Controversies in Neurology
December 1998

Interferons Should Be Used to Treat Most Patients With MS

Author Affiliations

From the Department of Neurology, G.V. (Sonny) Montgomery, Veterans Affairs Medical Center, and the Department of Neurology, University of Mississippi Medical School, Jackson, (Dr Herndon); and the Departments of Neurology, Buffalo General Hospital and the State University of New York, Buffalo (Dr Jacobs).




Copyright 1998 American Medical Association. All Rights Reserved. Applicable FARS/DFARS Restrictions Apply to Government Use.1998

Arch Neurol. 1998;55(12):1581-1583. doi:10.1001/archneur.55.12.1581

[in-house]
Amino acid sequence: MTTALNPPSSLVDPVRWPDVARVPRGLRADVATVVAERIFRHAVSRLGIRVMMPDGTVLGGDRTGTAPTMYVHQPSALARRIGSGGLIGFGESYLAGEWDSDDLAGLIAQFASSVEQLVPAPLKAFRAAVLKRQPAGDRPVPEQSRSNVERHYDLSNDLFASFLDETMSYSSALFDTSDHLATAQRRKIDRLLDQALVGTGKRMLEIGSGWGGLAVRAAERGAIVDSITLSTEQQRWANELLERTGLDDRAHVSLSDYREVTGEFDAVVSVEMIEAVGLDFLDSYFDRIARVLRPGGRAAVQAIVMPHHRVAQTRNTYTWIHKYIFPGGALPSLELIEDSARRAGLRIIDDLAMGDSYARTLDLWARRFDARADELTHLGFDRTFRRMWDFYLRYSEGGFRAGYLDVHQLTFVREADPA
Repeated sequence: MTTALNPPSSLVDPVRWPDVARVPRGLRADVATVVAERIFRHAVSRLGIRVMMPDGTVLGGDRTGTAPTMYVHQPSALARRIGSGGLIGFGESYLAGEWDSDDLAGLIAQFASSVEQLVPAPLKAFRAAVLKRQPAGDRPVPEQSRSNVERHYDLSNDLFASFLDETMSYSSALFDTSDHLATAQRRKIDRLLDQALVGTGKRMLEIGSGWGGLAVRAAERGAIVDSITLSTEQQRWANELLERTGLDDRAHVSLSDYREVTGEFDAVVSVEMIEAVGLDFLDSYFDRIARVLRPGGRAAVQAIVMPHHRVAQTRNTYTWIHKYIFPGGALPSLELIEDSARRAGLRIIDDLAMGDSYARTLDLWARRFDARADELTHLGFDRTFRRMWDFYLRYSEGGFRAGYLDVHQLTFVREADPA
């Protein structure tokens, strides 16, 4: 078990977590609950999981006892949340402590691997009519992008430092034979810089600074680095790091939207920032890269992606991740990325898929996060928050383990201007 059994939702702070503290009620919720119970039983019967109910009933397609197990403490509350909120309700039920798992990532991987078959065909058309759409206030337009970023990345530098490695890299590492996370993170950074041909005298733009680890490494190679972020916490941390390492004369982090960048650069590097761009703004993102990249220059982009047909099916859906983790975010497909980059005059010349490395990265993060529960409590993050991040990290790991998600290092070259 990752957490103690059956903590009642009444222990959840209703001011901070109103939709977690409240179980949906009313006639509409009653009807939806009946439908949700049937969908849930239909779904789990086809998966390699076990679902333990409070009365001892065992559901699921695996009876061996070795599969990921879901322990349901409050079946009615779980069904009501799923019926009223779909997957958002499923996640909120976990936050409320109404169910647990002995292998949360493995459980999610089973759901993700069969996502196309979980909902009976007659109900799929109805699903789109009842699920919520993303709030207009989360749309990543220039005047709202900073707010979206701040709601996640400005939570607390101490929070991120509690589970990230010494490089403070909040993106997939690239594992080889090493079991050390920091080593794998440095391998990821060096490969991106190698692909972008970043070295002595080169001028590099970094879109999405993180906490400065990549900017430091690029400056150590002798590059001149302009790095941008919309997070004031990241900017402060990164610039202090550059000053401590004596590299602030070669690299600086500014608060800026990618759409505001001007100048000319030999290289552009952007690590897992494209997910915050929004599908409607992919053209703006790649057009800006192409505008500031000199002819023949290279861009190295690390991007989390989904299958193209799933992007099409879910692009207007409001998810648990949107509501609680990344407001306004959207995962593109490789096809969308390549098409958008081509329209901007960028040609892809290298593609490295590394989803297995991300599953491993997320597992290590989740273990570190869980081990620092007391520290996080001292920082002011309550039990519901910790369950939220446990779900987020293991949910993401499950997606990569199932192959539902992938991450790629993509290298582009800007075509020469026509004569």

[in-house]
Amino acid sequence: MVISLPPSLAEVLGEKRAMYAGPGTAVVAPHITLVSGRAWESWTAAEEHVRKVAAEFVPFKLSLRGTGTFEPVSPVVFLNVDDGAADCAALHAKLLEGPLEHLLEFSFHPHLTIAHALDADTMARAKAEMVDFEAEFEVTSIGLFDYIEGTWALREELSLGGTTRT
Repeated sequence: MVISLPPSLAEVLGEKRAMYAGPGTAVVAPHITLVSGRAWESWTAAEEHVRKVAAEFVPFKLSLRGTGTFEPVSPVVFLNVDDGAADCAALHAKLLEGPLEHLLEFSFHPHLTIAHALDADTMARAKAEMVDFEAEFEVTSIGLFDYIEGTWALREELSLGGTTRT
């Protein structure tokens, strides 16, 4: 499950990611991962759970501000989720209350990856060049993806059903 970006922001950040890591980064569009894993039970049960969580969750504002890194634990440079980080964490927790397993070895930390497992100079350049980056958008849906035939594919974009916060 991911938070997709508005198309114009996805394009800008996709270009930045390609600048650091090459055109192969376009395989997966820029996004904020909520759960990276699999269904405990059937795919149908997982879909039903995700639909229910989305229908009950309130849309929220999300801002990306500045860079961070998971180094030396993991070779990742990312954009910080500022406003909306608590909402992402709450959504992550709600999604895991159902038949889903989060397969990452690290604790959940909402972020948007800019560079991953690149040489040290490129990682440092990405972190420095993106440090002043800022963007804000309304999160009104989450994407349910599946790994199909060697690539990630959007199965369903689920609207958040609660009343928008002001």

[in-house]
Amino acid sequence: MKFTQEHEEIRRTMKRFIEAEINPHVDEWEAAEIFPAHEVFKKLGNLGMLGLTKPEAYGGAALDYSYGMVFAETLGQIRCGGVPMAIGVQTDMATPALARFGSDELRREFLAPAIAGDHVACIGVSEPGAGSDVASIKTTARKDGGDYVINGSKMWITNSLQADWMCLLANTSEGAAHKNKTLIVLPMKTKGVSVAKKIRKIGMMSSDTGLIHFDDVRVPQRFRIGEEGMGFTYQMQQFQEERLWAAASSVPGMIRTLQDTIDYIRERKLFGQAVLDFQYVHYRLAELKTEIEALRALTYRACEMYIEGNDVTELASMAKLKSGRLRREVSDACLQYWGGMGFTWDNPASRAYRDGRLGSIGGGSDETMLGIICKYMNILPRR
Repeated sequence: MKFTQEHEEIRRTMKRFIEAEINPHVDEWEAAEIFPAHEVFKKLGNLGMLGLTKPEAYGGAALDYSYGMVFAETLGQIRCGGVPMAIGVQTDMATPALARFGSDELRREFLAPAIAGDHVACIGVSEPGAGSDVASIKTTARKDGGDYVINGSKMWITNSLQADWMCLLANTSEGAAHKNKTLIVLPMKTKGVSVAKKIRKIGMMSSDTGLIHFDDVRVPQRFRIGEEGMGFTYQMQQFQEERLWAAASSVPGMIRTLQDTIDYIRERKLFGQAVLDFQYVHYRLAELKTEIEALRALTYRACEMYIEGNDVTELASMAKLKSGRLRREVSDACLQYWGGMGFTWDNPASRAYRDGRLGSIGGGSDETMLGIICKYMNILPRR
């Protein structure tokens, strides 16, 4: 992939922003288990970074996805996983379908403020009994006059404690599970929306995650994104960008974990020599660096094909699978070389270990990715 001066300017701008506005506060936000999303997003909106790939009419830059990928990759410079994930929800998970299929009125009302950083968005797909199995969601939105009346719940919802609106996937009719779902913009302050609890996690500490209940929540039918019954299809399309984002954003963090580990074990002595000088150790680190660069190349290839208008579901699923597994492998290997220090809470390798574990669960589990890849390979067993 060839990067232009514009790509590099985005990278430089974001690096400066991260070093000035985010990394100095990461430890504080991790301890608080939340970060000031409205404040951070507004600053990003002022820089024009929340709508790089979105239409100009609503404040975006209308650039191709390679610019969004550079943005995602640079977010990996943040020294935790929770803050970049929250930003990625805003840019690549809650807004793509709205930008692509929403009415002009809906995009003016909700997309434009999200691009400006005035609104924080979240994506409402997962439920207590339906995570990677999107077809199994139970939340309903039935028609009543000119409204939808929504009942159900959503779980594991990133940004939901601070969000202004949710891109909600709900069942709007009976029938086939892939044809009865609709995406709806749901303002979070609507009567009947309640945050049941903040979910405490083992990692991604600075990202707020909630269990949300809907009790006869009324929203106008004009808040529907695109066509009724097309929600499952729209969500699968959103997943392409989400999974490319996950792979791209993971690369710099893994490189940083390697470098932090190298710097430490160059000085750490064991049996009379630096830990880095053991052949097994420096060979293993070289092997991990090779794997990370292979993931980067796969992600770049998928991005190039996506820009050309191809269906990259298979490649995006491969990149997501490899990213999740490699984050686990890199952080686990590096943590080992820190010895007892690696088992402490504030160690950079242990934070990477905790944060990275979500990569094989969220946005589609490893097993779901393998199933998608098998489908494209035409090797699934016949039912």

TWO IFNs have recently been approved in the United States and Europe for treatment of MS. Whether to use these drugs, which drugs to use, and how to use them remains controversial. Interferon β-1b (Betaseron, Berlex, Richmond, Calif) and IFN-β-1a (Avonex, Biogen, Cambridge, Mass) were approved based on independent trials using different methods and end points, but both support the effectiveness of IFNs as a class of drugs in the treatment of MS. The IFN-β-1b trial1 was designed to show the effect of IFN-β-1b on acute attacks in patients with MS, and the IFN-β-1a trial2 was designed to show the effect of IFN-β-1a on the physical disabilities of those patients. The course of MS extends through decades, leading to significant disability with progressive decline at varying rates. Clinical trials run for 2 to 3 years. Trial end points are indicators of the long-term benefits of the drug under review. The ultimate extent and duration of the benefit of the treatment may not be known for years, but delaying irreversible change, ie, disability, is of great importance to patients with MS.

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